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Status Ceremonial & (smaller) Non-metropolitan county
Traditional county
Region North West England
- Total
- Admin. council
- Admin. area
Ranked 17th
3,075 km²
Ranked 16th
2,903 km²
Admin HQ Preston
ISO 3166-2 GB-LAN
ONS code 30
- Total (2002 est.)
- Density
- Admin. council
- Admin. pop.
Ranked 8th
465 / km²
Ranked 4th
Ethnicity 93.4% White
5.3% S. Asian
Arms of Lancashire County Council
Lancashire County Council
Executive Labour
Members of Parliament
  1. West Lancashire
  2. Chorley
  3. South Ribble
  4. Fylde
  5. Preston
  6. Wyre
  7. Lancaster
  8. Ribble Valley
  9. Pendle
  10. Burnley
  11. Rossendale
  12. Hyndburn
  13. Blackpool (Unitary)
  14. Blackburn with Darwen (Unitary)

Lancashire is a county of England, lying on the Irish Sea. Its traditional county town is Lancaster and the county council is based at Preston. The Royal Mail abbreviated its name to Lancs.

The highest point of the county is Green Hill, near Whernside, which reaches a height of 687m (2250 ft). A red rose is the traditional symbol for Lancashire and the House of Lancaster, immortalized in the verse "In the battle for England's head/York was white, Lancaster red" (referring to the 15th century War of the Roses).

Red Lancashire rose
Red Lancashire rose



Lancashire grew out of the cotton industry and slave industries in the 19th century which gave Lancashire its wealth. Lancashire is also a pround mining and fishing county.

Today Lancashire is home to firms such as BAE Systems who have 4 factorys in Lancashire, Heinz, TVR cars, Leyland Trucks and Marconi telecoms.

Environs and divisions

The ceremonial county borders Cumbria, North Yorkshire, West Yorkshire, and the metropolitan counties of Greater Manchester, and Merseyside; and contains the unitary authorities of Blackpool and Blackburn with Darwen.

Lancashire is divided into a number of local government districts. These are Burnley, Chorley, Fylde, Hyndburn, Lancaster, Pendle, Preston, the Ribble Valley, Rossendale, South Ribble, West Lancashire, and Wyre.

Some parts of the traditional county fall under the ceremonial counties of West Yorkshire, North Yorkshire, Cheshire, Merseyside, Greater Manchester and Cumbria.

Law Enforcement

Lancashire is policed by Lancashire Constabulary which covers the current county of Lancashire. Its HQ is in Preston and is split into six divisions. Like most British police forces Lancashire Officers are not armed but armed response teams are on patrol around the county armed with G36 assault rifles and Glock pistols.

Lancashires railways are policed by the British Transport Police


These are the main towns in Lancashire. For a complete list of settlements see list of places in Lancashire.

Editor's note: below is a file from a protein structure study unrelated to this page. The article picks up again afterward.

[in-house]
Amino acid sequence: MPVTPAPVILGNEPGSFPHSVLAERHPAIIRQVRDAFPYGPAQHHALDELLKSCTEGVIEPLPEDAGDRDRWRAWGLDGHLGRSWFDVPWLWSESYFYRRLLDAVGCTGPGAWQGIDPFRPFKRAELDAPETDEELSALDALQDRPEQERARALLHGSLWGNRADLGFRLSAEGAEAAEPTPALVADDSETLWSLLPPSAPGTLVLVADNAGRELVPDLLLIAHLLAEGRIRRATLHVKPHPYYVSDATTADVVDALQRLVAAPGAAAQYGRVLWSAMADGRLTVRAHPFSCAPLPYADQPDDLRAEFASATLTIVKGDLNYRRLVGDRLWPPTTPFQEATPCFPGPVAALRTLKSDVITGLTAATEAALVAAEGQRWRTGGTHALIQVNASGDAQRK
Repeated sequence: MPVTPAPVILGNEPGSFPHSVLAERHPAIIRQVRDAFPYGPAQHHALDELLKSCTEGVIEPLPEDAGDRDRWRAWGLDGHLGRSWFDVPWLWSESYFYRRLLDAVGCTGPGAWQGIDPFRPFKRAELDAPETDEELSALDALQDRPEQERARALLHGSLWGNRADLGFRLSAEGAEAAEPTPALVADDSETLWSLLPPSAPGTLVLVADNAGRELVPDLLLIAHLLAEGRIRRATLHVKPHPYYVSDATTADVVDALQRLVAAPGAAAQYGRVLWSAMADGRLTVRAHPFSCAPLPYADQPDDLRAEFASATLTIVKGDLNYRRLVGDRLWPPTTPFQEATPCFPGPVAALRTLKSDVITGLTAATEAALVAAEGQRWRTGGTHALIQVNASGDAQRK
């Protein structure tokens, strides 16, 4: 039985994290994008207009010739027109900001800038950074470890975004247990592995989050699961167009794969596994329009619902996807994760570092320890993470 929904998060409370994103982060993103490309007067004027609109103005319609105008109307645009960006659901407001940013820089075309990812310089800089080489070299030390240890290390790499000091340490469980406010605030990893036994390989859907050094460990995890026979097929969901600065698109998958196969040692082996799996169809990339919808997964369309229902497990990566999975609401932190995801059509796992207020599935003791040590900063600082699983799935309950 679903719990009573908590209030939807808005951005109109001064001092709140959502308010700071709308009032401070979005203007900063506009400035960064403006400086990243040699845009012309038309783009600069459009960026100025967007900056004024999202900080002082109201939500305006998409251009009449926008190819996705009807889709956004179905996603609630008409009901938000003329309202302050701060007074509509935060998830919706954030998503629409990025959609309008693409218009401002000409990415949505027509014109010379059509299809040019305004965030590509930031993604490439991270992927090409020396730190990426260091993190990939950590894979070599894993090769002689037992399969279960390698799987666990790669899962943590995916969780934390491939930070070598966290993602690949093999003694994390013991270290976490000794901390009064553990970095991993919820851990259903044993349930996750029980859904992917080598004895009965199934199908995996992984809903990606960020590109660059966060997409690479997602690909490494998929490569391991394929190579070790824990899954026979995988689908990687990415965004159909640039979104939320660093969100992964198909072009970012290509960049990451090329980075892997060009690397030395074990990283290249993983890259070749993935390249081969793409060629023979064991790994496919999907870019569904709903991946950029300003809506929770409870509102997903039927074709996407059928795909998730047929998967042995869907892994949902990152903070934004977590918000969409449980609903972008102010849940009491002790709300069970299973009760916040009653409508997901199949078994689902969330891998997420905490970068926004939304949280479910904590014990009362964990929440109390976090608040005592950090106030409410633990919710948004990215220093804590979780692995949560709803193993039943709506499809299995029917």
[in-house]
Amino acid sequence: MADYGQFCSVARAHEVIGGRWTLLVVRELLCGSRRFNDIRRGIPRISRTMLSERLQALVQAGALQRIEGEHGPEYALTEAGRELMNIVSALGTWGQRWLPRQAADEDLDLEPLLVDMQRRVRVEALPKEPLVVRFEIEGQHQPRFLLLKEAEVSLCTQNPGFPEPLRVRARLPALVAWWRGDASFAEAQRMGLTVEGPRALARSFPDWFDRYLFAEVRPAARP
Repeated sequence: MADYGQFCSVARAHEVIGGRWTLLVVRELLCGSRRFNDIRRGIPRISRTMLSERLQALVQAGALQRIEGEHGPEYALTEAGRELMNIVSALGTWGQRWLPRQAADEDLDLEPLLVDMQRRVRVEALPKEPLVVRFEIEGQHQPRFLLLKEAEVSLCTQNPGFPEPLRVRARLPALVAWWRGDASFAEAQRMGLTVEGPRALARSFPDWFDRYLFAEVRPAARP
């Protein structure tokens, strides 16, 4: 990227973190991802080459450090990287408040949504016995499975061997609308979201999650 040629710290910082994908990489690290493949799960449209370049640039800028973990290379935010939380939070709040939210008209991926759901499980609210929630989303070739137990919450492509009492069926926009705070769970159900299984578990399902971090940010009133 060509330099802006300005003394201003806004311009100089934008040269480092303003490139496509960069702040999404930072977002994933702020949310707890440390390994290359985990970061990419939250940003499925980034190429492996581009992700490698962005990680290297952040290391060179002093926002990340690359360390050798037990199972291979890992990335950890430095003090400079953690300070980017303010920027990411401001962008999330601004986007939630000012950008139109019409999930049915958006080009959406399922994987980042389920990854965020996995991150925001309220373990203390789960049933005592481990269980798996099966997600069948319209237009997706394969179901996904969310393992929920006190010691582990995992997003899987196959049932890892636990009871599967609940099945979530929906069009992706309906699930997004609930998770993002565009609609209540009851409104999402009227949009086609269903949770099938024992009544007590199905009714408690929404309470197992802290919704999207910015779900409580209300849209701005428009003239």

Places of interest

A cobblestone mosaic of a red Lancashire Rose
A cobblestone mosaic of a red Lancashire Rose


Main article: History of Lancashire

The traditional county was established in 1183. In the Domesday Book, its lands had been treated as part of Cheshire and of Yorkshire. It borders Cumberland, Westmorland, Yorkshire, and Cheshire.

It was divided into the six hundreds of Amounderness, Blackburn, Leyland, Lonsdale, Salford and West Derby. Lonsdale was further partitioned into Lonsdale North, which was the detached part north of Morecambe Bay (also known as Furness), and Lonsdale South.

The Loyal Toast, 'The Queen, the Duke of Lancaster' is still in regular use. See also Duchy of Lancaster.

The modern administrative area is now rather smaller than that of the traditional county due to a local government reform. Between 1889 and 1974 there was an administrative county of Lancaster which was much smaller than the historic County Palatine. For example, it did not include Liverpool, Manchester, Preston or Wigan all of which were technically separate adminsitrative county boroughs.

On April 1, 1974 the Furness exclave was given to the new county of Cumbria, the south east being given to Greater Manchester, and the south-west becoming Merseyside.

Warrington and surrounding districts including the villages of Winwick and Croft and Risley and Culcheth were annexed to Cheshire. A part of the West Riding of Yorkshire near Clitheroe, was transferred to Lancashire also.

In 1998 Blackpool and Blackburn with Darwen became independent of the county as unitary authorities, but remained in Lancashire for ceremonial purposes, as well as for fire and rescue and policing.


Lancashire is famous for these things:

Rejected options for change

On May 25, 2004 the Boundary Committee for England published recommendations for systems of Unitary Authorities to be put to referendum as described under Subdivisions of England, but on Thursday 4 November 2004 the referendum for the North East decided by a margin of 78% to 22% against an elected regional assembly. On 8 November the Deputy Prime Minister announced "I will not therefore be bringing forward orders for referendums in either the North West, or Yorkshire and the Humber".

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